Editor’s Note: The following is a syndicated article by author Ed Combs that first appeared in USCCA’s Concealed Carry Magazine Volume 13, Issue 6, August/September 2016 under the title, “Let’s Get Small: The Case for the Pocket Pistol.”
I recently got into the “small gun/no gun” conversation with an individual who was serious when he said that pocket guns have no place in his defensive battery. They’re harder to shoot, have a lower capacity and why spend almost as much on a small gun when you can save a little longer and buy another big gun?
The punch line for me was that, earlier in the conversation, when I’d asked if he was carrying, he said no. He had to go somewhere later that didn’t allow guns and reholstering with his IWB was a bear.
As I’m certain you can imagine, I had to swallow what I really wanted to say.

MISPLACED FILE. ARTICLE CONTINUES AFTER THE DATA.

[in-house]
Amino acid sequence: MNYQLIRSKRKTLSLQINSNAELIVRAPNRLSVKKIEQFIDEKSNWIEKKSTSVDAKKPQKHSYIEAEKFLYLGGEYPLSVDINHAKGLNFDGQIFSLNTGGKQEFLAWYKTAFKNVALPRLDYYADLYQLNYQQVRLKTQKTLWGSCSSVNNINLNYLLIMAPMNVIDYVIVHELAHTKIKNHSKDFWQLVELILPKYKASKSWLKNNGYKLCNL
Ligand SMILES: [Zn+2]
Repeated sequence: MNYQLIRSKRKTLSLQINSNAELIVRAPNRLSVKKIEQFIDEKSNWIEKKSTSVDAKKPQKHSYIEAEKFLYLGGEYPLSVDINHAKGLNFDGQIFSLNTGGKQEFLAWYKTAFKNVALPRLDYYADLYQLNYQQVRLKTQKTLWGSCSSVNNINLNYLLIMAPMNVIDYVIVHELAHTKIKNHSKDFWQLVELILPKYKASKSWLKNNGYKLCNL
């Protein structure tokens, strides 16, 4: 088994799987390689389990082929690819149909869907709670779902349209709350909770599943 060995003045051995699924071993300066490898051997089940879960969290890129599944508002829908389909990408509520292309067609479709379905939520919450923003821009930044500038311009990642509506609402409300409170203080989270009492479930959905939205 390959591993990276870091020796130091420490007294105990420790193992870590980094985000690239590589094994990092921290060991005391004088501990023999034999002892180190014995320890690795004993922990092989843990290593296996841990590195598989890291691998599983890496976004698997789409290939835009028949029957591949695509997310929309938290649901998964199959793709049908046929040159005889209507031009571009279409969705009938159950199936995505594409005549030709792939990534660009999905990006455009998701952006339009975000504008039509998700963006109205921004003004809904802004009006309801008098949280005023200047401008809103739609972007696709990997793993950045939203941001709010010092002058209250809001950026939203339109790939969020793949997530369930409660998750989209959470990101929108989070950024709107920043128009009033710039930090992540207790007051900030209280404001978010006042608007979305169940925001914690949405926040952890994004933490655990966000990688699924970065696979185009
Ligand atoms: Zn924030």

Guns are tools, much like many others. For those who don’t immediately get the connection between the two items pictured here, consider this:
Implausible as it might be, imagine yourself in a circumstance under which you have to dig a hole. Like, immediately. If you don’t at least start digging a hole right now, there will be dire consequences, up to and including death or worse. What would you prefer to use to accomplish that?
Well, ideally, you’d use a bucket excavator, but almost no one has one of those just hanging around. Real-world ideally, you’d prefer to use a shovel; you know, spade blade with a place to put your foot for extra punch, 48-inch handle for leverage, nice big scoop for nice big scooping action, the works. But those are usually inconvenient to just toss in your vehicle unless you’re either very committed or regularly use one in the course of your day.
Would you rather start digging that life-saving hole with this folding shovel — which, if you ask anyone who’s used one, is no great shakes when compared to the aforementioned spade or even a fixed-handle folding shovel — or with your hands?
When everything’s bad enough, a shovel’s a shovel’s a shovel, and shovel beats hand like rock beats scissors.